Five years ago, the New York State Highway Authority surveyed more than 2,600 drivers to measure customer experience in service areas that line one of the nation’s largest toll highways, lining up 570 miles of roads and stretching up to 200km. The edge of the Bronx past Buffalo. Whether the participants were traveling for business or pleasure, they apparently had unmet needs.
More than half of those identified as occasional users of Thruway said they want food halls that offer “local artisan” products. Some passengers wanted Blue Apron dinnerware. The resulting report listed the main takeaways that leisure travelers complained about unattractive interiors and a lack of “Instagrammable moments.”
In a society so haphazardly stratified that major airlines now offer five classes of service and airport security lines can be bypassed for an annual fee, rest stops remain one of the few areas in modern life that can often be relied upon to stabilize us. Whether you’ve arrived in an eighteen-wheeler, a Porsche SUV, or a 16-year-old Toyota beater, whether you’re a staunch consumer of high fats or a restricted eater of lean proteins and whole grains, you’ll park, pass. Comfortably wade through a dull lane of hardscape and order McDonald’s fries either by habit or from self-contained nutritional gaps.
However, this particular indulgence is no longer available on the New York State Highway. As of New Year’s, all McDonald’s outposts were closed, the company’s contracts expired on December 31, 2022. In the words of a government spokesperson, the dismantling of the chain is part of a grand “modernization” plan. It covers the redesign of Thruway’s 27 service areas, which began with more or less cashless transitions, and in line with the desires of the yellow-wood fan and linseed positive traveling public.
Two years ago, following a bidding process, the business of operating the service areas went to an Irish company called Applegreen, a collection of gas stations and convenience stores backed by investment giant Blackstone. Applegreen and its partners will bear the full cost of the redevelopment ($450 million), the public money will be spared, and delivering what the drawings suggest will be the rest stop designed as a WeWork designed as a modern farmhouse-style weekend destination. There may be business areas in some spots and the selfie magic is in front of the floor-to-ceiling windows, “Eat Local. Local Drink.”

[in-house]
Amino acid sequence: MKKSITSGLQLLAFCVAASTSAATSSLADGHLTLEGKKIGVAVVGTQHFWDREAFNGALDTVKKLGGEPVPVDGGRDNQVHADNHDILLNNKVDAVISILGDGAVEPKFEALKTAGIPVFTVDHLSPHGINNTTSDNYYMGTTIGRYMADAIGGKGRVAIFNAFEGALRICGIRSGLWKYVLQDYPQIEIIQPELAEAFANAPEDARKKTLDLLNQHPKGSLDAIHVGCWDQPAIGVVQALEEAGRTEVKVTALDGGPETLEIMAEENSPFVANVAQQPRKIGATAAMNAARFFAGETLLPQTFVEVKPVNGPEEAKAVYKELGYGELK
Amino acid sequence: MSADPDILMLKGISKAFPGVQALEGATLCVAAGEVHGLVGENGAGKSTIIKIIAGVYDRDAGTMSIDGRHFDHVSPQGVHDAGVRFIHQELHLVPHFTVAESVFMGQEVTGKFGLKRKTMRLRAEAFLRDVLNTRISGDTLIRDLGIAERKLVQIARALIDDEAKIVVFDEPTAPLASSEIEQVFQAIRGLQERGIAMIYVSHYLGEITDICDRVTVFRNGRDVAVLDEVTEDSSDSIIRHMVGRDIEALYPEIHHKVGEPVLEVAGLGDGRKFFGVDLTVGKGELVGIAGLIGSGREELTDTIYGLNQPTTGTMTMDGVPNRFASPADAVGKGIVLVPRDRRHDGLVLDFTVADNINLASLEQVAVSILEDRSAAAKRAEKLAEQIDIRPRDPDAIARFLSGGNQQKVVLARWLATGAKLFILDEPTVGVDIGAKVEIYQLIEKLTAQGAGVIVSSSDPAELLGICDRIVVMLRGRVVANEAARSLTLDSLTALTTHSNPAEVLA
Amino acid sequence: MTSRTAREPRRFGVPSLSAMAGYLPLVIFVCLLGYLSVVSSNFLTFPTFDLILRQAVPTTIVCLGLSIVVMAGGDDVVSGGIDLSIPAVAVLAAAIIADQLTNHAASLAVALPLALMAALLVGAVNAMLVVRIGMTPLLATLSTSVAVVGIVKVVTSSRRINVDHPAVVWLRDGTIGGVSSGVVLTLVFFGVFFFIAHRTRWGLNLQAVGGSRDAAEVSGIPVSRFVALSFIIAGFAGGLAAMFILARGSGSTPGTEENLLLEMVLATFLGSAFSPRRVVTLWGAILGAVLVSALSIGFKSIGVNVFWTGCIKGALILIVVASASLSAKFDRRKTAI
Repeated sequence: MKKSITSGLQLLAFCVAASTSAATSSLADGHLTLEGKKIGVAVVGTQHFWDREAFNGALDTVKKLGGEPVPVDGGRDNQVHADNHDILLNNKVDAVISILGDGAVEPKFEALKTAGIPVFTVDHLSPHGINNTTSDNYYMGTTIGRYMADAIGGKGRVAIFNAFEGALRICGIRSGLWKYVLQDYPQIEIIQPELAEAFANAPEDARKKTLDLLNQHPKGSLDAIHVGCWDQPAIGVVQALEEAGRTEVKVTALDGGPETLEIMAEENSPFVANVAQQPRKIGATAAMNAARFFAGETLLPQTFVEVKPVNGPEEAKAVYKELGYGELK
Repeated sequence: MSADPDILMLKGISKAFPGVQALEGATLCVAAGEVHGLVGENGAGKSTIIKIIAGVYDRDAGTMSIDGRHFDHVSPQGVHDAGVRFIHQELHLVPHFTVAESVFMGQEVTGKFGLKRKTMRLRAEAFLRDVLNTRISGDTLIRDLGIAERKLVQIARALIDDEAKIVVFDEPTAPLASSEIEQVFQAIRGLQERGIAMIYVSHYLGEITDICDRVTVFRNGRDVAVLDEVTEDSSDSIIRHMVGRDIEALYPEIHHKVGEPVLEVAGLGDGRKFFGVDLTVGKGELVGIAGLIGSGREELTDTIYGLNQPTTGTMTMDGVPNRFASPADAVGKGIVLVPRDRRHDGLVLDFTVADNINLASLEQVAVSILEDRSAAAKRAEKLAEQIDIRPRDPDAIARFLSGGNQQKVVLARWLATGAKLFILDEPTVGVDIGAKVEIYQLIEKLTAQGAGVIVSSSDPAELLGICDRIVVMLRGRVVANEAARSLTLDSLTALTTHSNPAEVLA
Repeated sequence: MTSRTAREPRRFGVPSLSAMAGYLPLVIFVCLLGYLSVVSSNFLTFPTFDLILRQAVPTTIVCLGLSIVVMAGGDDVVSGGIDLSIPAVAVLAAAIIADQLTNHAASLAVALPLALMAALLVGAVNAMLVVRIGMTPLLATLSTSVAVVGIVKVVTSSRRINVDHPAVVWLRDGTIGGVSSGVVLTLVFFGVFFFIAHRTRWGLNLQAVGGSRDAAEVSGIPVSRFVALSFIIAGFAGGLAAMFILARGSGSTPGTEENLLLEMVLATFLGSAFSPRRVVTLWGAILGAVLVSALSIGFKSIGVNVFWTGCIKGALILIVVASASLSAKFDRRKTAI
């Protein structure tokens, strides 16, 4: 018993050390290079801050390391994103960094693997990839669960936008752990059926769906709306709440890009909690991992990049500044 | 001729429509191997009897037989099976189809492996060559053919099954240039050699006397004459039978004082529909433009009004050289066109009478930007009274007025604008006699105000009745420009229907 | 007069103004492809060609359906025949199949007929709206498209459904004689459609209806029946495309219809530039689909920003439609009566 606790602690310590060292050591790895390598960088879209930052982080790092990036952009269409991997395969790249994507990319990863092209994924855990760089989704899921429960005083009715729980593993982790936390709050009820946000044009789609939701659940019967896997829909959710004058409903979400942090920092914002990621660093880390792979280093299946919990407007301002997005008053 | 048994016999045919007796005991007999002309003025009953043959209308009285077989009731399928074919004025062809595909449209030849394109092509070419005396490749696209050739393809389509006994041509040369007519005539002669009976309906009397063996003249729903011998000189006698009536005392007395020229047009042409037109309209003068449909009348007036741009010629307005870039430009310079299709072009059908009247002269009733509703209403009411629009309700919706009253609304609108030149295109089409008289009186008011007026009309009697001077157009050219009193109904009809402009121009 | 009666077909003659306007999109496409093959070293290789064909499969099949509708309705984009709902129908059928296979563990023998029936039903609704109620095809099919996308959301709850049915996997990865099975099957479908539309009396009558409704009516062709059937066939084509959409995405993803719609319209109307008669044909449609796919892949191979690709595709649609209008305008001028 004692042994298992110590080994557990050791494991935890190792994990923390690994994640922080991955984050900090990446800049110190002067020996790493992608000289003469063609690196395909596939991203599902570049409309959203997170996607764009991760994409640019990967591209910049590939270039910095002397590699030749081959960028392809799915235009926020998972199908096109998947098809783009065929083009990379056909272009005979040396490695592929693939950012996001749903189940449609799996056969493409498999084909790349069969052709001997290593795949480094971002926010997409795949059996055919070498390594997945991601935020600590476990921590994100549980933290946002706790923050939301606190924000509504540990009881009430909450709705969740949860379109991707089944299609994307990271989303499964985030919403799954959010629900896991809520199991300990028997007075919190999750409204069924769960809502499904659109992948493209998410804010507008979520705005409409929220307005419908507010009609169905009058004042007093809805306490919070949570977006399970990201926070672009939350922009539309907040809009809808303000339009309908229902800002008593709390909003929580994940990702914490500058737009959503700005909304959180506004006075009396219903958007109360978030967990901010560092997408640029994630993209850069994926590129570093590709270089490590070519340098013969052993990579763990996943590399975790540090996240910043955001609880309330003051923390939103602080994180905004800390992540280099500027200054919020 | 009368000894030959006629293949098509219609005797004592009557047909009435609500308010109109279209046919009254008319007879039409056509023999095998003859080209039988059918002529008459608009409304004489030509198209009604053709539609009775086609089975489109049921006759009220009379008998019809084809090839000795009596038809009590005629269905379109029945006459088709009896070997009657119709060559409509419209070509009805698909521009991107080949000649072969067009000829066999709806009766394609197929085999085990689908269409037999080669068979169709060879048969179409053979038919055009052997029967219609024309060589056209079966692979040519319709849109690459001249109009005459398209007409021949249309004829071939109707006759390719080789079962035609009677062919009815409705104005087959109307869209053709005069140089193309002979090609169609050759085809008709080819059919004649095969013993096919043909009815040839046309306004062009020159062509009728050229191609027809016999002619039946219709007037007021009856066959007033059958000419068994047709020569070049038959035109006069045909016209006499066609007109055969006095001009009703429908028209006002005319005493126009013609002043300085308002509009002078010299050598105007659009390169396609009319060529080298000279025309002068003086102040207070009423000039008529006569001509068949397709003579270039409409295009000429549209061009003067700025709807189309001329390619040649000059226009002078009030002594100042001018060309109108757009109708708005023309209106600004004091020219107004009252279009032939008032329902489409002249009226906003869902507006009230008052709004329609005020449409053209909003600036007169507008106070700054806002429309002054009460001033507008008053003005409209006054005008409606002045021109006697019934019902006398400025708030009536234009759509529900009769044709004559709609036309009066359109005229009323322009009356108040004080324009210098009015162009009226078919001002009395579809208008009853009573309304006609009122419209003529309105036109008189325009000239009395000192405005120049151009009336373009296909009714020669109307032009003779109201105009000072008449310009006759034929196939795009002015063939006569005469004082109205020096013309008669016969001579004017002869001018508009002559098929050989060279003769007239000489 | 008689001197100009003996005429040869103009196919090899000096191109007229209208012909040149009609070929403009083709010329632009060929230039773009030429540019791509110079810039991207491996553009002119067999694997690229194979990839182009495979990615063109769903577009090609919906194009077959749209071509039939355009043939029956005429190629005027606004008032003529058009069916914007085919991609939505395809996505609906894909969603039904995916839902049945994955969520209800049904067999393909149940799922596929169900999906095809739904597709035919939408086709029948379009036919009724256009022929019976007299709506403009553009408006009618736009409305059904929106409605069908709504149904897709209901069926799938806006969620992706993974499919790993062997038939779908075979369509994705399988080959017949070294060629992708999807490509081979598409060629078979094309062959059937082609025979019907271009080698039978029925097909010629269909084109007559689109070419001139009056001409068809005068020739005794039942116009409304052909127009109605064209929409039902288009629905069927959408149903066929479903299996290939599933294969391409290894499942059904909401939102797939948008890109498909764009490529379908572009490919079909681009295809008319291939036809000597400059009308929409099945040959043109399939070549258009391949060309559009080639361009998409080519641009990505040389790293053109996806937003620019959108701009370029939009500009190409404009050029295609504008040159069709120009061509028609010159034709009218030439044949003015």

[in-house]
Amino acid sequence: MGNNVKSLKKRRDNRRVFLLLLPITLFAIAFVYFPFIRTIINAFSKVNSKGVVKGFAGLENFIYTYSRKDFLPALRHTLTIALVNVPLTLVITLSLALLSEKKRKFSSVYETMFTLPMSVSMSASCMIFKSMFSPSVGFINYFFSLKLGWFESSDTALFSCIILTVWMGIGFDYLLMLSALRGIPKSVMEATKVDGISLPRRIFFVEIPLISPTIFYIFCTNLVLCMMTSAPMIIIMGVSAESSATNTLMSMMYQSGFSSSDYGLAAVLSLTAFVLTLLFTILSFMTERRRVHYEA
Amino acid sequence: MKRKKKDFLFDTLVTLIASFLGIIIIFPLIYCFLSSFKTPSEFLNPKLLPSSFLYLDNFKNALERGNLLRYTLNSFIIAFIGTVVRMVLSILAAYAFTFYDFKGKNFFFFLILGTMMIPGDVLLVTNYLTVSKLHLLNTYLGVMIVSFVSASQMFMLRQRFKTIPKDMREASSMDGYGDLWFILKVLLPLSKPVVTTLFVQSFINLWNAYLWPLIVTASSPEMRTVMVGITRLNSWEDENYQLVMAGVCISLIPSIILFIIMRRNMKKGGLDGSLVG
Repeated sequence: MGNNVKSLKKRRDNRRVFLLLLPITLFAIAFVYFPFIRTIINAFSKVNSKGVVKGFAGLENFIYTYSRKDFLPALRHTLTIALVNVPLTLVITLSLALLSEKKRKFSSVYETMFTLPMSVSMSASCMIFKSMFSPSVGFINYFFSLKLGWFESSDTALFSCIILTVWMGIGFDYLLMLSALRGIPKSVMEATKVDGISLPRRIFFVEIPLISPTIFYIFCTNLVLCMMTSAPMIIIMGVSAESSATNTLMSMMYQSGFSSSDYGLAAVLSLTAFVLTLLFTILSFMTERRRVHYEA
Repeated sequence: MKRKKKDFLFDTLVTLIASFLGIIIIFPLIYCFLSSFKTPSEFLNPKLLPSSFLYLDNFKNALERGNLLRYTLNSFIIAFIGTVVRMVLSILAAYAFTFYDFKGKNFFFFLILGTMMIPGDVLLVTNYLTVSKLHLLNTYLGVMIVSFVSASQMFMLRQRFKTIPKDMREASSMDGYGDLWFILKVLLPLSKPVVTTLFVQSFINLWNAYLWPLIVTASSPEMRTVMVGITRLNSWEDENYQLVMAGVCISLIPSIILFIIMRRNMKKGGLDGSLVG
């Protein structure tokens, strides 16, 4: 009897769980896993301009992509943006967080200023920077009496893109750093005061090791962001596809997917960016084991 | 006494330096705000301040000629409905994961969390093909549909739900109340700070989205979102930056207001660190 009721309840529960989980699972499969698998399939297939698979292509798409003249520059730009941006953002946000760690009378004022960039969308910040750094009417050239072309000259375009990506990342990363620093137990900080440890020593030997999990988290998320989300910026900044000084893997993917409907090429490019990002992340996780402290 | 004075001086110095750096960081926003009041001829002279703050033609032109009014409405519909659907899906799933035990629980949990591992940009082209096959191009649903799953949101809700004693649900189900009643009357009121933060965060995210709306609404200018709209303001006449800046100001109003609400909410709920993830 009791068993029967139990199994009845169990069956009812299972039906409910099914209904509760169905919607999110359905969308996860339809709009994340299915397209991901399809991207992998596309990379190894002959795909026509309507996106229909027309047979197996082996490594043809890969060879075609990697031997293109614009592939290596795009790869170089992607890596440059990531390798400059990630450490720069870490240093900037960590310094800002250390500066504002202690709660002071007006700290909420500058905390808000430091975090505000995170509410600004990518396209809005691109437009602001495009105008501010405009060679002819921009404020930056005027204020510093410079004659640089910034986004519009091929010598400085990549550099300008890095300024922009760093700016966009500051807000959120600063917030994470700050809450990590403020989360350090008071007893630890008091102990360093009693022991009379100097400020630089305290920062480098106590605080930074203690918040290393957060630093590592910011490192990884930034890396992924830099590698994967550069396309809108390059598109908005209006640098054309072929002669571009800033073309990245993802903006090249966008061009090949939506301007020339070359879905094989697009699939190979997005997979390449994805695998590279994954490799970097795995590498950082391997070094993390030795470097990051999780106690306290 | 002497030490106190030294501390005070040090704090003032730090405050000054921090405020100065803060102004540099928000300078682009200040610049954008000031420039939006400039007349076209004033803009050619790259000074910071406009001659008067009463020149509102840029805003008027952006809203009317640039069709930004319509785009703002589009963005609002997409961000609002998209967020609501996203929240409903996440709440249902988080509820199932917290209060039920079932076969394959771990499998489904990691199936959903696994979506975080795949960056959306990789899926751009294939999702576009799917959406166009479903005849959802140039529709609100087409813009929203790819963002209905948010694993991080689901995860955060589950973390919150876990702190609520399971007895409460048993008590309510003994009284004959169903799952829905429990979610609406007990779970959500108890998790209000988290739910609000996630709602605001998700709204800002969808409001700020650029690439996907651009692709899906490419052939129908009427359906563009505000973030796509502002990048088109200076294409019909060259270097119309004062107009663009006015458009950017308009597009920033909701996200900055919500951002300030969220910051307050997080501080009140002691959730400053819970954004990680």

Thruway’s service areas were first built in the mid-1950s, bringing the equalizing experience of cafeteria dining into a much more egalitarian world. Howard Johnson arrived in the 1980s. McDonald’s entered the frame a decade later, when the stall was last remodeled. The current reinvention will bring in local farm stalls, food trucks, and some other fast food options, as well as the polarizing choices of Chick-fil-A and the Shake Shack he founded, run by a red state billionaire who contributes to anti-LGBTQ causes. A prominent liberal billionaire restaurateur serving expensive meals around Union Square.
Of course, there are many reasons to consider it great progress to never be tempted again by the golden arches on this section of the road, which reminds us of the scourge of underpaid work, the damage done to the environment, and the aggressive undermining of public health. But on the compensatory side, where we might find some social benefit, McDonald’s provides a business model that doesn’t market the identity. When you order the Double Quarter Pounder With Cheese, you cannot claim to be stylish, wealthy, polite or religious. You don’t believe in a philosophy or a way of life; You are buying 740 calories of distraction from life.
For much of its democratizing effects, social media demanded that bourgeois aesthetic values be imposed on all retail culture, however foreign to those who did not live in the world of plant-based foods and felt-upholstered furniture. who have neither the time nor the inclination to videotape consumer transactions. The newly converted La Guardia Airport plays to the iPhone and the imperative of space diluted with an almost perverted cosmopolitan restaurant scene.
However, on internet chat boards, drivers are already expressing their disappointment with the Thruway changes. Given the deep and longstanding tensions between those in central New York and those living in the countryside, it’s not clear that the people of Utica, for example, would be happy with the Manhattanization of the highway rather than maintaining the functional public space that only allows them to refuel. Grab a sandwich and go, a dozen potentially Instagrammable moments, dammit.